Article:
How to make impactful things

The best ideas on prioritization and decisions on what to do next.

AARRR Framework

What a priority matrix is

A priority matrix is a management tool for determining the development vector where priorities are visually divided into four (or more) quadrants.

There are matrices for personal time management and complex business projects. Most of them have derived from the Eisenhower matrix created to manage personal tasks.

A prioritized backlog visually divided into 2x2 matrix in

When to use a priority matrix

Use an action priority matrix when you have limited resources and you want to distribute them rationally to maximize performance and ROI.

Placing backlog tasks into four quadrants will help you visualize their impact on the main business objectives. Focus the team efforts on one of the four quadrants to have a clear understanding of where you’re heading, what results, and when to expect.

How the quadrants work

One of the most efficient and easy to use is the 2x2 matrix. It consists of two evaluation criteria: one positive (e.g., Value, Impact, or Revenue) and one negative(e.g., Effort, Costs, or Risk).

Tasks evaluated by the criteria are divided into four quadrants:

  • Quadrant 1—high positive score and low negative score.
    This quadrant is often called Quick Wins, and its tasks are low-hanging fruit that will bring you positive results immediately. Most likely, you should do these tasks first.
  • Quadrant 2—high positive score and high negative score.
    Here are your Major Projects that won’t bring immediate results but are strategically valuable and should be considered on your roadmap.
  • Quadrant 3—low positive score and low negative score.
    These are so-called Fill-Ins—cheap solutions with no significant impact. These tasks should be further discussed and implemented only when you have extra resources.
  • Quadrant 4—low positive score and high negative score.
    These are Thankless Tasks. They bring little to no value and cost you a lot. Delete them or reconsider the solution to become more valuable.

How to create and use a priority matrix

1. Think of what is currently important to your business to come up with appropriate criteria.

Do you have deadlines, and time is critical? Or you must avoid risks at all costs?

Two criteria are enough for a fast and simple prioritization. Yet, they aren’t enough for complex projects where you must consider and juggle multiple stages of user behavior or business objectives. We in estimate all the vital elements for our product and just filter the matrix by the criteria we need more focus on at some point in time.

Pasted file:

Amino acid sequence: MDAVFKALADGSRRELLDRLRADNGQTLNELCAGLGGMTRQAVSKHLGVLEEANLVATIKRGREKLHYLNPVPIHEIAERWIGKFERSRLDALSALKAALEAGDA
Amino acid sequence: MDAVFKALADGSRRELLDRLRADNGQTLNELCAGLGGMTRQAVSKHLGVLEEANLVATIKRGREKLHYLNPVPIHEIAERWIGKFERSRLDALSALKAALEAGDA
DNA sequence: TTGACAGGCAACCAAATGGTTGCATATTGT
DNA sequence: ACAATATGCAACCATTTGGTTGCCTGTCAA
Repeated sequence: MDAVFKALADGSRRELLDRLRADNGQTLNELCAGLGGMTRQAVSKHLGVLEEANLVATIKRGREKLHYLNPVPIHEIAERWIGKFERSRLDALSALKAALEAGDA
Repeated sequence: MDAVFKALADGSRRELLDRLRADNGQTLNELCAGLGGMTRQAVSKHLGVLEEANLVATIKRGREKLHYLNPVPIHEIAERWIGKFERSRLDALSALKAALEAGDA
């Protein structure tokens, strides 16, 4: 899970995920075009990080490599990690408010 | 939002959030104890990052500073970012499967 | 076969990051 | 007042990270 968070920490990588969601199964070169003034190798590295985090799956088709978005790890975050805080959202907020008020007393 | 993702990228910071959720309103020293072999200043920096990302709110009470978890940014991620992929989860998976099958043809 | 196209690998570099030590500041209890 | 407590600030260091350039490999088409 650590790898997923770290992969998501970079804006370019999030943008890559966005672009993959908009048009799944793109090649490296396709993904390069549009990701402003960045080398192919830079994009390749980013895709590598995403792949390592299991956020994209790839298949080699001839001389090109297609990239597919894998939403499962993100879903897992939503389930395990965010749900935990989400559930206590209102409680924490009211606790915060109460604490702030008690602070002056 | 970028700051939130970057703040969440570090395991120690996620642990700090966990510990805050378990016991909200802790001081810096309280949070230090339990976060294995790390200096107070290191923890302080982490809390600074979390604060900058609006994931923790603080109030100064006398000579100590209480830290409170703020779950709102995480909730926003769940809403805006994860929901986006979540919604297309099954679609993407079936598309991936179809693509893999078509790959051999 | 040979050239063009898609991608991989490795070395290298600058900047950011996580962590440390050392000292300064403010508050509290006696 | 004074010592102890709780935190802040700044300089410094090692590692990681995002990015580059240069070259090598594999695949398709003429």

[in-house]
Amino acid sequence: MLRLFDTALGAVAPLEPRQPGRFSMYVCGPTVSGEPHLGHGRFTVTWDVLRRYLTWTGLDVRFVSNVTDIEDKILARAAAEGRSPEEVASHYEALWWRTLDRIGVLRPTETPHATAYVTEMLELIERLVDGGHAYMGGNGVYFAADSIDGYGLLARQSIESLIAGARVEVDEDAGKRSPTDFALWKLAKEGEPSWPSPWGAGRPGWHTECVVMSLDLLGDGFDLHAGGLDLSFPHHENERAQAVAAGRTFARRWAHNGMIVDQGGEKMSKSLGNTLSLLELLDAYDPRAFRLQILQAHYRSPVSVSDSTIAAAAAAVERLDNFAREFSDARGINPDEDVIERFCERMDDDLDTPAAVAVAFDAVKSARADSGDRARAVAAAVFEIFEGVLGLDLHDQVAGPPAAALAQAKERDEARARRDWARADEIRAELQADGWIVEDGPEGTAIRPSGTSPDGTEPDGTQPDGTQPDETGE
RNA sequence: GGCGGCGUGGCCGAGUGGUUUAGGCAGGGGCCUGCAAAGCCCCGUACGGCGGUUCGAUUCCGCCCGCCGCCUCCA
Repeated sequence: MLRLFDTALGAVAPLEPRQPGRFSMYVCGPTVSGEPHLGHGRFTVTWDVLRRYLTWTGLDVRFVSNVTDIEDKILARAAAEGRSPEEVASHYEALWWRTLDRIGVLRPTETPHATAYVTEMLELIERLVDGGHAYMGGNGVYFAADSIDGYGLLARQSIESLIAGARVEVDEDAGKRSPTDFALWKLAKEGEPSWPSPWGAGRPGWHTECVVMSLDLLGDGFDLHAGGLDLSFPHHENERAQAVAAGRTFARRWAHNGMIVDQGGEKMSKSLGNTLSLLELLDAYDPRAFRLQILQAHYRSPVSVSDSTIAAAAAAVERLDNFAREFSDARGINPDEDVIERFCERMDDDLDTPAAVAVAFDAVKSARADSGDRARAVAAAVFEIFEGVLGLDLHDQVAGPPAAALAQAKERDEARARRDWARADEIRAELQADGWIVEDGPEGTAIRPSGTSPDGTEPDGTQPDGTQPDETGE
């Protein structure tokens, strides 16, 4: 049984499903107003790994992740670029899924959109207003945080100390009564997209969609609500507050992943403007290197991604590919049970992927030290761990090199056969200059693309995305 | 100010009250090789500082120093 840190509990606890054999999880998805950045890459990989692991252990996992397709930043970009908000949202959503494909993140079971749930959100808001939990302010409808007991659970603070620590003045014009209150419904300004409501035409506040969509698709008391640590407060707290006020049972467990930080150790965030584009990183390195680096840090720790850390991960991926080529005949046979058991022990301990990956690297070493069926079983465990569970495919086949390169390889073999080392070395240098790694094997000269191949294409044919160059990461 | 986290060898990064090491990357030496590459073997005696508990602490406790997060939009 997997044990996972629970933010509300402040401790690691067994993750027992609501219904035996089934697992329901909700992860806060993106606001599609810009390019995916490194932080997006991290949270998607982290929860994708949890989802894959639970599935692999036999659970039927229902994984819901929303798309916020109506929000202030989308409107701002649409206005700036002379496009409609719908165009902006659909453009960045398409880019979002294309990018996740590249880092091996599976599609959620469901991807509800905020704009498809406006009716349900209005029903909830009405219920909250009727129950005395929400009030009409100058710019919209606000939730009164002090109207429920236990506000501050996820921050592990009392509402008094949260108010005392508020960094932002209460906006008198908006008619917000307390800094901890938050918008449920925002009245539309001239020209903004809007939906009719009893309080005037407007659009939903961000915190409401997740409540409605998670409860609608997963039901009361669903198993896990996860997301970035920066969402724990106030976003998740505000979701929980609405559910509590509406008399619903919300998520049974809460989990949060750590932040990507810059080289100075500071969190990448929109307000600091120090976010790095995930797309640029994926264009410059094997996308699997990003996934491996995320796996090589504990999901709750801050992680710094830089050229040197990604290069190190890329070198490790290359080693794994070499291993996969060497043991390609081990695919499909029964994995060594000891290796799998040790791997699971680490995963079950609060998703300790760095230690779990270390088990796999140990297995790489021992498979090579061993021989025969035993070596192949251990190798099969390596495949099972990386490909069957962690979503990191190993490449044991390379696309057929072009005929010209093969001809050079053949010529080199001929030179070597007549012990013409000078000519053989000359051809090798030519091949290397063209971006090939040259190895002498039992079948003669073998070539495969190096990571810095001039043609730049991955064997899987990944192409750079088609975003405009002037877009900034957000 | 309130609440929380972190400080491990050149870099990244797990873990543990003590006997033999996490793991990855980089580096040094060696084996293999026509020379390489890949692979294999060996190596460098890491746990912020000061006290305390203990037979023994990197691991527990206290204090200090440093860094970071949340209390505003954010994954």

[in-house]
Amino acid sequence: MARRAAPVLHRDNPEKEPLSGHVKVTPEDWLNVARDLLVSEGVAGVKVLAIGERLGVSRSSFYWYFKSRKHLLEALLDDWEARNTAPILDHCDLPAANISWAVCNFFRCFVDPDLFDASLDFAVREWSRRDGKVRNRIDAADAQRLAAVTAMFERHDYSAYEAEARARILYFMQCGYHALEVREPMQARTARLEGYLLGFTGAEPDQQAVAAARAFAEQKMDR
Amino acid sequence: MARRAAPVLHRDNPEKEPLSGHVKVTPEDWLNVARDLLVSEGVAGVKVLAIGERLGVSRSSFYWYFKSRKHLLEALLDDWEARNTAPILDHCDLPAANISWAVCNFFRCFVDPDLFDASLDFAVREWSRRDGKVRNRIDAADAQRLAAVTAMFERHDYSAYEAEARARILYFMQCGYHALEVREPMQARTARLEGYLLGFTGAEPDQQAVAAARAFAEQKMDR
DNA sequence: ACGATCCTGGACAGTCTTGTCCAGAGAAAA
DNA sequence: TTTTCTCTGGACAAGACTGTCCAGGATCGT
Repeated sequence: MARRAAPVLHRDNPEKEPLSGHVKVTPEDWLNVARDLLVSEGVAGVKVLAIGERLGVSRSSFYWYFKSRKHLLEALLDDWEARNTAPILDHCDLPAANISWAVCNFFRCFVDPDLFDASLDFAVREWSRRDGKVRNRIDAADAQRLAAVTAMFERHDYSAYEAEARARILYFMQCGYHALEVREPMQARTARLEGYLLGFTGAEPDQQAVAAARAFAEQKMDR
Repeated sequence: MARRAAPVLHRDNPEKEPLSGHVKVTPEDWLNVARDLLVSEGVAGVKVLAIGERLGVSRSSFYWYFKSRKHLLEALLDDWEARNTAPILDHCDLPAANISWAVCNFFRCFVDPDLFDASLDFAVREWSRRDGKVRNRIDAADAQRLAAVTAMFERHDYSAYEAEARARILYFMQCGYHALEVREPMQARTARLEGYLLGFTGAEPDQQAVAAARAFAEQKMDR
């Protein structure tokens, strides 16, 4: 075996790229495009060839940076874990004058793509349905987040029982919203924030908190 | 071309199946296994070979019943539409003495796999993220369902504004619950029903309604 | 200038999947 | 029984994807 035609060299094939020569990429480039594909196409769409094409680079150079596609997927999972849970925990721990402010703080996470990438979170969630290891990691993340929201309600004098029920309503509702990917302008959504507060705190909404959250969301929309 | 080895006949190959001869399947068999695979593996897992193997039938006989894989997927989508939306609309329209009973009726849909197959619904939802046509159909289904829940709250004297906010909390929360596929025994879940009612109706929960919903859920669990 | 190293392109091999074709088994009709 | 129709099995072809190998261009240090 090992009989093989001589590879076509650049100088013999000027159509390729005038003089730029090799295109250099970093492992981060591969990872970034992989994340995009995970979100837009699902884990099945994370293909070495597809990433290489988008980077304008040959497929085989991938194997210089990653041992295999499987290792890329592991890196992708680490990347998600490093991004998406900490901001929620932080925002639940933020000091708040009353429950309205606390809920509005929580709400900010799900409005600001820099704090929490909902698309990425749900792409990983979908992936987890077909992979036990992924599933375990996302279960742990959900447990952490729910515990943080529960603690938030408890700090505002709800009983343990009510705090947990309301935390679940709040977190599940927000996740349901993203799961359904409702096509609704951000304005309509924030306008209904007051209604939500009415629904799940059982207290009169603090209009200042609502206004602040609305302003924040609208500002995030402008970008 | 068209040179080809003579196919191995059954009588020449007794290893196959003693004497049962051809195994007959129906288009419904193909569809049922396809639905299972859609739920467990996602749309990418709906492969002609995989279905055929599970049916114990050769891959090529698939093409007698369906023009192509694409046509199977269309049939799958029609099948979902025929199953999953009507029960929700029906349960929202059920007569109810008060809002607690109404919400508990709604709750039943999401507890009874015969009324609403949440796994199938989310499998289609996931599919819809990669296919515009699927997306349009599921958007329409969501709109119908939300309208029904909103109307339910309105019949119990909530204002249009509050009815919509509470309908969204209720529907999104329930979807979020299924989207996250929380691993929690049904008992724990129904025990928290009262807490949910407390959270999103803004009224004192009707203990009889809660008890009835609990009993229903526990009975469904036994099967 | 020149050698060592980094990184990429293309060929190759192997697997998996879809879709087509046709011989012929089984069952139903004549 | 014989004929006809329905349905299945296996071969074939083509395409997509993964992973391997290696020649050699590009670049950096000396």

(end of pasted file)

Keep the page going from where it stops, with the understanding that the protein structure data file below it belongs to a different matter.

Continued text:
We hide some criteria to consider tasks influencing only the objective important now.

2. Decide on the score range.

What numbers will your team use when estimating the criteria?

Each criterion should be evaluated by the same numbers with prescribed interpretation. We use numbers from 0 to 3 where 0—no impact, 1—low impact, 2—medium impact, 3—high impact.

We use criteria tooltips so that we don't have to keep in mind what they and the scores mean.

3. Estimate all the necessary tasks together with the team.

Who takes part in the project and can bring a unique perspective to the table? Does the project require only engineers or designers and copywriters’ efforts as well?

Considering each task by the whole team strengthens your shared understanding and gives the best prioritization results. In our team, managers evaluate feature Reach and Revenue, engineers and UX/UI—Development Time, and everybody must estimate Activation, Retention, and two product-specific criteria, Speed and Collaboration.

Most of the criteria we evaluate together to keep our shared understanding solid, and specific ones we leave to experts.

4. Study and discuss the prioritization results.

Why have these features made it to the top? Do you all agree they are most valuable now and must be implemented?

Never take the prioritization result into work unquestioningly. Prioritization is a tool to help you make the right decisions and not make them instead of you. Discuss your top priorities with the team at the planning meeting and make sure you all understand what must be done, why this way, and why it’s important.